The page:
“Don’t you think I should be wearing underwear for this?”
The major stresses and ongoing strife of family life in all its messiness is at the heart of Dan LeFranc’s The Big Meal, the sole US input into the main HighTide programme, which has already played a short run at Bath’s Ustinov theatre. Taking the idea that much of importance happens around the dinner table, LeFranc explores 80 years of a couple’s life through five generations of a family in an ambitiously sprawling framework which sees time following an anything-but-linear path, swathes of dialogue overlapping noisily with each other and a ton of food. And through the cacophony, it does manage to become something rather exhilarating.
It’s a dizzying experience though, and Michael Boyd’s direction manages to somehow embrace the audience into this strange world but keep us discombobulated within it. Sam and Nicole are the couple whose initial meeting in a diner is swiftly followed by the ‘ding’ that indicates passage of time and we see that they’re married with kids and so on and so forth, each ‘ding’ changing something which further complicates the ever-growing family and their troubled dynamic, which essentially boils down to life’s a bitch and then you die, during a silent Last Supper montage. Oh and yes, you will end up like your mother.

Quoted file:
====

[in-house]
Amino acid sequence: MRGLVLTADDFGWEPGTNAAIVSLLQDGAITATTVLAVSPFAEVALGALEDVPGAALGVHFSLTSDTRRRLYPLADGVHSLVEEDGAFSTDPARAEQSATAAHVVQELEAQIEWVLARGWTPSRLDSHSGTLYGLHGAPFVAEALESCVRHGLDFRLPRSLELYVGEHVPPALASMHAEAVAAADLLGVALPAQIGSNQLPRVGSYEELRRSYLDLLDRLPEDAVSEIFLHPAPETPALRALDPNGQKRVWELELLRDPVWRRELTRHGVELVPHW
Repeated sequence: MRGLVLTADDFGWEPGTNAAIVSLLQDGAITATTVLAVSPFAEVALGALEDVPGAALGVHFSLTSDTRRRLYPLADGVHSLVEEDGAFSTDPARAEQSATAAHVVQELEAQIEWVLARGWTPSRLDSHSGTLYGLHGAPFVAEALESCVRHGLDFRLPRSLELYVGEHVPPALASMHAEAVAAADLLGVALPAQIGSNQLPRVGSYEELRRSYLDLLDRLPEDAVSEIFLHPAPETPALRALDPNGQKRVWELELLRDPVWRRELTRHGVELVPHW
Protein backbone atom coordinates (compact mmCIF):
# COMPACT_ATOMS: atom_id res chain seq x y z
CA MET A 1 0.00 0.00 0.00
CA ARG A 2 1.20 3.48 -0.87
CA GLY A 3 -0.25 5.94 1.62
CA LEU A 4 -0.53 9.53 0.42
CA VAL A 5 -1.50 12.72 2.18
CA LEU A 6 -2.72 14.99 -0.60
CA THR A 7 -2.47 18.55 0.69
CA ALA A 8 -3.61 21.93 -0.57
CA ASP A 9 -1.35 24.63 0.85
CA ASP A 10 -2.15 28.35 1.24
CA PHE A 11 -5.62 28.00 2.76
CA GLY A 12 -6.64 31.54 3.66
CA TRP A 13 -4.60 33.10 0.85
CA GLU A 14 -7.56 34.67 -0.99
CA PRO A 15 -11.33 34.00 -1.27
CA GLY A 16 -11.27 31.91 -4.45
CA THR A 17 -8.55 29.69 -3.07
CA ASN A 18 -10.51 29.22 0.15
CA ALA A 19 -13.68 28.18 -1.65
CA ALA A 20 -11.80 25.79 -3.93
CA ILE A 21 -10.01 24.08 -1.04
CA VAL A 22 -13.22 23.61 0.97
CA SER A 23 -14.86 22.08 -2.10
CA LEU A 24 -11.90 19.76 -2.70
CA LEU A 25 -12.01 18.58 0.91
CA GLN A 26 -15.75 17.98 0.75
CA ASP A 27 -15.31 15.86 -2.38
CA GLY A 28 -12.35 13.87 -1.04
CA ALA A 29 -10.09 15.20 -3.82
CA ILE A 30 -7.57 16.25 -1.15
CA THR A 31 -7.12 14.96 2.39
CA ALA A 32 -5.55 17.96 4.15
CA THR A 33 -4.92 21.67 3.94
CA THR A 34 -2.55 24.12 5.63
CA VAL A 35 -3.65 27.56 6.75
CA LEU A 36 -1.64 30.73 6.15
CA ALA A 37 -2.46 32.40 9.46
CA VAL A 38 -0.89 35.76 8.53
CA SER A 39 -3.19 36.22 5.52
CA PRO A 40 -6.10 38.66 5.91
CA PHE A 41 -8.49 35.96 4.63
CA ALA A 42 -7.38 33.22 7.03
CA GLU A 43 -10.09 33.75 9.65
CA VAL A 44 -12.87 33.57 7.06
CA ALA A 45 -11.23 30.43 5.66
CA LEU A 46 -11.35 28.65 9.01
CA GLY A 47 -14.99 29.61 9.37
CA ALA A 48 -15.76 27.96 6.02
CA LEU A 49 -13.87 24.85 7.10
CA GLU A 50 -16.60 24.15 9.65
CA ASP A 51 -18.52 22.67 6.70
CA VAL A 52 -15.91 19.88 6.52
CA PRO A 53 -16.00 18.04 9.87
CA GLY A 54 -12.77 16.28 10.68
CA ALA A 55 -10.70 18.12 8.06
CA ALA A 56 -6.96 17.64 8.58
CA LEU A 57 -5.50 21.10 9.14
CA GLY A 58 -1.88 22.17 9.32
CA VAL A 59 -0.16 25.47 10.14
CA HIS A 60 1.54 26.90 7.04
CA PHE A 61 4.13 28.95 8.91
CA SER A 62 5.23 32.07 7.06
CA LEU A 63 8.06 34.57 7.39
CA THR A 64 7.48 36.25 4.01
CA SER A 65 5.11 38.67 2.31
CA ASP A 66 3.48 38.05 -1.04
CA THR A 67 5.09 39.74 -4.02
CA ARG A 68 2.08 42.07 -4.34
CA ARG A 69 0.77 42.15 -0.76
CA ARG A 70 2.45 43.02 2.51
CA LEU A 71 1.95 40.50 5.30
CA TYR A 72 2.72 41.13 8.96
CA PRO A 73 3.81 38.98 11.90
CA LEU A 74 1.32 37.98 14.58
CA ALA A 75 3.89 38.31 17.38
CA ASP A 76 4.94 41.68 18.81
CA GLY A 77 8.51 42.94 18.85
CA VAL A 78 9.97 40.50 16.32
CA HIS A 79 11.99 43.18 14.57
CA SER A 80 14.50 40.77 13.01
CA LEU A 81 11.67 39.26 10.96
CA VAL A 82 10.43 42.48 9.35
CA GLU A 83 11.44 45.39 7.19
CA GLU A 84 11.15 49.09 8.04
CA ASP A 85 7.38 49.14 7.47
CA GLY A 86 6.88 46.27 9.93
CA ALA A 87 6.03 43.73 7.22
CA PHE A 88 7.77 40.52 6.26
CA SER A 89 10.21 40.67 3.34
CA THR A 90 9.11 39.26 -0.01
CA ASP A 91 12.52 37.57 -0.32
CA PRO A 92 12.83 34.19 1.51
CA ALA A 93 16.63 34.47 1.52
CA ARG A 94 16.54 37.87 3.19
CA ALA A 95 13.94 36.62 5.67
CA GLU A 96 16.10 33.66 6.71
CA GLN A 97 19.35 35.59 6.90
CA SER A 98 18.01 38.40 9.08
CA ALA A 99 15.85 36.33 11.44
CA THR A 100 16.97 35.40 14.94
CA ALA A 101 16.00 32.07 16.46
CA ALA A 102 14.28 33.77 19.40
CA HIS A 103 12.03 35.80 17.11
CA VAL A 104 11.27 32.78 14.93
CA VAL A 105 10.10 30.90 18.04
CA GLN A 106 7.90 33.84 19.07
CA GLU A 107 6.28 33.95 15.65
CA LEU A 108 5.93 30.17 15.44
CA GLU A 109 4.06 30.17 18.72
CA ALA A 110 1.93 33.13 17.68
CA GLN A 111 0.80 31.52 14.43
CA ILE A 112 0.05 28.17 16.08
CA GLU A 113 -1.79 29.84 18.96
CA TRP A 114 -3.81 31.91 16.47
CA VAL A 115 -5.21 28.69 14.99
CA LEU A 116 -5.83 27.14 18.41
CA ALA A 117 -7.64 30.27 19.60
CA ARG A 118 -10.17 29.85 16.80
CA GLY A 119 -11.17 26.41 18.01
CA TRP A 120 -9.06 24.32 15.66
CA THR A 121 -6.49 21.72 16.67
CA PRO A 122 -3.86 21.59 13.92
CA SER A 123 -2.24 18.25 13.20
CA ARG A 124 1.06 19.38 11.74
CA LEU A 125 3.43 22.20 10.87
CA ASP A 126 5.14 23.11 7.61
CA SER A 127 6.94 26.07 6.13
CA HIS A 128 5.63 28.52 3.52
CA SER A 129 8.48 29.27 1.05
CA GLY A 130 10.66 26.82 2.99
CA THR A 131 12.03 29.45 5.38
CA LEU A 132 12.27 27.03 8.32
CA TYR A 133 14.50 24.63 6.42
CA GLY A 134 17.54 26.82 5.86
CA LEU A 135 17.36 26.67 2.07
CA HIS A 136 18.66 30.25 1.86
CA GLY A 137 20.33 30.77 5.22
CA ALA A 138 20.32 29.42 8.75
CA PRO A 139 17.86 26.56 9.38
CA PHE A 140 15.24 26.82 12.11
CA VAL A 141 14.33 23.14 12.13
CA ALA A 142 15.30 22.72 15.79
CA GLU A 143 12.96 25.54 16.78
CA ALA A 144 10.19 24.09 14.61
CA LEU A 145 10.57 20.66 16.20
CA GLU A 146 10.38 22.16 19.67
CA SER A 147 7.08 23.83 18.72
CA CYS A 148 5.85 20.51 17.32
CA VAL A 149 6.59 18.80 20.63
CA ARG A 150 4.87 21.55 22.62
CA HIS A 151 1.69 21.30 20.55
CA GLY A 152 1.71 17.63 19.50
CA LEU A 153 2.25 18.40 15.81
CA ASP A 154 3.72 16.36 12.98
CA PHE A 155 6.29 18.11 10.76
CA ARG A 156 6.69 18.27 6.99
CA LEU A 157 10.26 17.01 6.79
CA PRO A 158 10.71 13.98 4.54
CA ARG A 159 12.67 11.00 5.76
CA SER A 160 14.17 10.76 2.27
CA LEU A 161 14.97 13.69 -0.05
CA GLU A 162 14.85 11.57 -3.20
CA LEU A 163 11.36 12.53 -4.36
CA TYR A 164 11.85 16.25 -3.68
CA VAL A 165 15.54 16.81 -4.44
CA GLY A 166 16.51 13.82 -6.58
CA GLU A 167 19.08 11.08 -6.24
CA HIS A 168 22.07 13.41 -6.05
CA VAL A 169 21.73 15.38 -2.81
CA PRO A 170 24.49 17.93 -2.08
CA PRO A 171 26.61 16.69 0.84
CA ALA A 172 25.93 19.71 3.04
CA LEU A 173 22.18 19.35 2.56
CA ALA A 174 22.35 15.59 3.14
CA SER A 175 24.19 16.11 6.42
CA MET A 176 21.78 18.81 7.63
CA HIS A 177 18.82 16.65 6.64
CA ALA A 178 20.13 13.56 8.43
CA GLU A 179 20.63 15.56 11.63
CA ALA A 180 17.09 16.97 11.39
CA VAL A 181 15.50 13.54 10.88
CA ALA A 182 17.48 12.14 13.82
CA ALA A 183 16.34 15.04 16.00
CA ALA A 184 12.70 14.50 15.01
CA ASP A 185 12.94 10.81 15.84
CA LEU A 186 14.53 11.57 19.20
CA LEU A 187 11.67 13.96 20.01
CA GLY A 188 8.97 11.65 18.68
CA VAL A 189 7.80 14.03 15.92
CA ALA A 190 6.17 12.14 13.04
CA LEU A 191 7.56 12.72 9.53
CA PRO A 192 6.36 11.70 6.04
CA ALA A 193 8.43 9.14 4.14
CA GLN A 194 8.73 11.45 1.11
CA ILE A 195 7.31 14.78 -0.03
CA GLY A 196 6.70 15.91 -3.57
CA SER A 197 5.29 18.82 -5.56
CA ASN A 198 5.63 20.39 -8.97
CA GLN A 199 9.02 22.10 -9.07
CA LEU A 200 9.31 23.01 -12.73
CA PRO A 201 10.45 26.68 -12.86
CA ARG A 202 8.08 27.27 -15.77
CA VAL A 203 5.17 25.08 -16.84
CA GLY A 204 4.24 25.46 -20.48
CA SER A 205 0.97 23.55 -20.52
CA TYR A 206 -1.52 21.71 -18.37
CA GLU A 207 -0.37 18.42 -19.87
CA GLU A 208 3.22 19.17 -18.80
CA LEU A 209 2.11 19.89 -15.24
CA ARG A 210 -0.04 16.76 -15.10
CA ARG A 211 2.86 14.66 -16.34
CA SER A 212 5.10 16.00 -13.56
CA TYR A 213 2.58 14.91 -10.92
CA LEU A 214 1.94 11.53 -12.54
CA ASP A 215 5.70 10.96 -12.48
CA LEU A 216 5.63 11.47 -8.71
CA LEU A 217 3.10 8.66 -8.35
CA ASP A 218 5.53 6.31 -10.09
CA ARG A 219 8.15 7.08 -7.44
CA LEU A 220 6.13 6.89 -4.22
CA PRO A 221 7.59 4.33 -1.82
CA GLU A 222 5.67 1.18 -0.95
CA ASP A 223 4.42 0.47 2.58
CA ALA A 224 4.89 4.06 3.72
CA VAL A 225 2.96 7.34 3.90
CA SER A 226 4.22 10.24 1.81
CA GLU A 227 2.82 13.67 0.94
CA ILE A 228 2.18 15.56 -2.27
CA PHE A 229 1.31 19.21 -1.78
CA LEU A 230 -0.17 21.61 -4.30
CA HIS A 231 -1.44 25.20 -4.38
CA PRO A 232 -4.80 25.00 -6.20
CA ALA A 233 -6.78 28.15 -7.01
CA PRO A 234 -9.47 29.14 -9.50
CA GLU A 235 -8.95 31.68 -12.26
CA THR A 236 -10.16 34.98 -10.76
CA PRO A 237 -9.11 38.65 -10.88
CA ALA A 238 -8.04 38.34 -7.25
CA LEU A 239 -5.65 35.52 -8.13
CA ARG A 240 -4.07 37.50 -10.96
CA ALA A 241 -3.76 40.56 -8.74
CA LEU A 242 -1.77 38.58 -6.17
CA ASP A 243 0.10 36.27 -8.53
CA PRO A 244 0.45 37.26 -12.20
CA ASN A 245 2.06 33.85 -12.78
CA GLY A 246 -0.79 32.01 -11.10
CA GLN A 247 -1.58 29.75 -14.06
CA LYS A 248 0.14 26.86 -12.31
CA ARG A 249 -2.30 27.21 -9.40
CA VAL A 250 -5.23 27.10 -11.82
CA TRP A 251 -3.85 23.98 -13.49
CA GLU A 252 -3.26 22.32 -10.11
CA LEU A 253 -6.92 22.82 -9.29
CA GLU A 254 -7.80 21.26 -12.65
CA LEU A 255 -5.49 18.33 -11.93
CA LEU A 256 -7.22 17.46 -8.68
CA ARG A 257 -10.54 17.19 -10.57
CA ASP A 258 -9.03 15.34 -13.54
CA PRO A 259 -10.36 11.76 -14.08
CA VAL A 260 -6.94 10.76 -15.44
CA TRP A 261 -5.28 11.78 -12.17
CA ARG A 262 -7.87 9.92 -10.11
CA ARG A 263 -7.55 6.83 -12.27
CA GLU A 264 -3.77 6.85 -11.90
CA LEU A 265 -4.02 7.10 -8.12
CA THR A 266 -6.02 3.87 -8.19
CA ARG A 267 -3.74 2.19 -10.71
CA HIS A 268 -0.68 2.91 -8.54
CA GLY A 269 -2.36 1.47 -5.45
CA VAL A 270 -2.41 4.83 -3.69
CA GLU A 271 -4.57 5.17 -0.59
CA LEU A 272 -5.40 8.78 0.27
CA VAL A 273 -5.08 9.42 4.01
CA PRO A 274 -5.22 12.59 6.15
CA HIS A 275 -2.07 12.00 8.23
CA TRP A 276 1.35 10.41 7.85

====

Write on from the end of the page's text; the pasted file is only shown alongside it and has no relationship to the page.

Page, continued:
But the way in which the three pairs of actors who play the couple at different points – Lindsey Campell and James Corrigan’s youthful enthusiasm, Kirsty Bushell and Jo Stone-Fewings’ middle-aged slump, and then Diana Quick and Keith Bartlett’s poignant decline into the indignities of diminishing old age – is skilfully done. They all also play a fast-moving swirl of additional characters who we’re constantly trying to keep track of as the family tree spreads its branches far and wide, yet the potential for families to ruin each other’s day remains undiluted. It doesn’t say too much that is new but structurally it is quite the piece of work that makes it something to look out for.